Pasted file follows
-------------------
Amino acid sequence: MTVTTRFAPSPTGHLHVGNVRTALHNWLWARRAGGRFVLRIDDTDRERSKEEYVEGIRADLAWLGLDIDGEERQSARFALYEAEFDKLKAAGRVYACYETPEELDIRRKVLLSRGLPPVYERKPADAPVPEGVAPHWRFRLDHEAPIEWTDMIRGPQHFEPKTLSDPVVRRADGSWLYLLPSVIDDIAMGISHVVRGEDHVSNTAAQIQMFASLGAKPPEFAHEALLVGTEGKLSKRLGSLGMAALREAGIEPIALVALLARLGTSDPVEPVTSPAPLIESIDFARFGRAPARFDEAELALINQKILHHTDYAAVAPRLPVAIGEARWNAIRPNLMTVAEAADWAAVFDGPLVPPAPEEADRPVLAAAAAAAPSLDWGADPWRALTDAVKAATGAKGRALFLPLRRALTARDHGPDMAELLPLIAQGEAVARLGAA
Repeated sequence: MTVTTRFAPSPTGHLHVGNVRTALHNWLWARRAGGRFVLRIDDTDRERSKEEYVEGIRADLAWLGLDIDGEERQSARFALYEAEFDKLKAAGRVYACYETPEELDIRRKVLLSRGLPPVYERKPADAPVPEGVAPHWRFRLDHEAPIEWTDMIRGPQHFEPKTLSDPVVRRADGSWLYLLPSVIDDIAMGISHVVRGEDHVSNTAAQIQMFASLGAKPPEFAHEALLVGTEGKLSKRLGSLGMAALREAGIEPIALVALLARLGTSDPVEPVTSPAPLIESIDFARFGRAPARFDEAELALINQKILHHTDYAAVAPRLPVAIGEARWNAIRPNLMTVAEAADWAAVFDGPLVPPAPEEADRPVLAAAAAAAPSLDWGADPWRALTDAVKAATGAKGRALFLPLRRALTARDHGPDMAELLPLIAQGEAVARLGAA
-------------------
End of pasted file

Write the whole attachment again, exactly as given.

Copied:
Amino acid sequence: MTVTTRFAPSPTGHLHVGNVRTALHNWLWARRAGGRFVLRIDDTDRERSKEEYVEGIRADLAWLGLDIDGEERQSARFALYEAEFDKLKAAGRVYACYETPEELDIRRKVLLSRGLPPVYERKPADAPVPEGVAPHWRFRLDHEAPIEWTDMIRGPQHFEPKTLSDPVVRRADGSWLYLLPSVIDDIAMGISHVVRGEDHVSNTAAQIQMFASLGAKPPEFAHEALLVGTEGKLSKRLGSLGMAALREAGIEPIALVALLARLGTSDPVEPVTSPAPLIESIDFARFGRAPARFDEAELALINQKILHHTDYAAVAPRLPVAIGEARWNAIRPNLMTVAEAADWAAVFDGPLVPPAPEEADRPVLAAAAAAAPSLDWGADPWRALTDAVKAATGAKGRALFLPLRRALTARDHGPDMAELLPLIAQGEAVARLGAA
Repeated sequence: MTVTTRFAPSPTGHLHVGNVRTALHNWLWARRAGGRFVLRIDDTDRERSKEEYVEGIRADLAWLGLDIDGEERQSARFALYEAEFDKLKAAGRVYACYETPEELDIRRKVLLSRGLPPVYERKPADAPVPEGVAPHWRFRLDHEAPIEWTDMIRGPQHFEPKTLSDPVVRRADGSWLYLLPSVIDDIAMGISHVVRGEDHVSNTAAQIQMFASLGAKPPEFAHEALLVGTEGKLSKRLGSLGMAALREAGIEPIALVALLARLGTSDPVEPVTSPAPLIESIDFARFGRAPARFDEAELALINQKILHHTDYAAVAPRLPVAIGEARWNAIRPNLMTVAEAADWAAVFDGPLVPPAPEEADRPVLAAAAAAAPSLDWGADPWRALTDAVKAATGAKGRALFLPLRRALTARDHGPDMAELLPLIAQGEAVARLGAA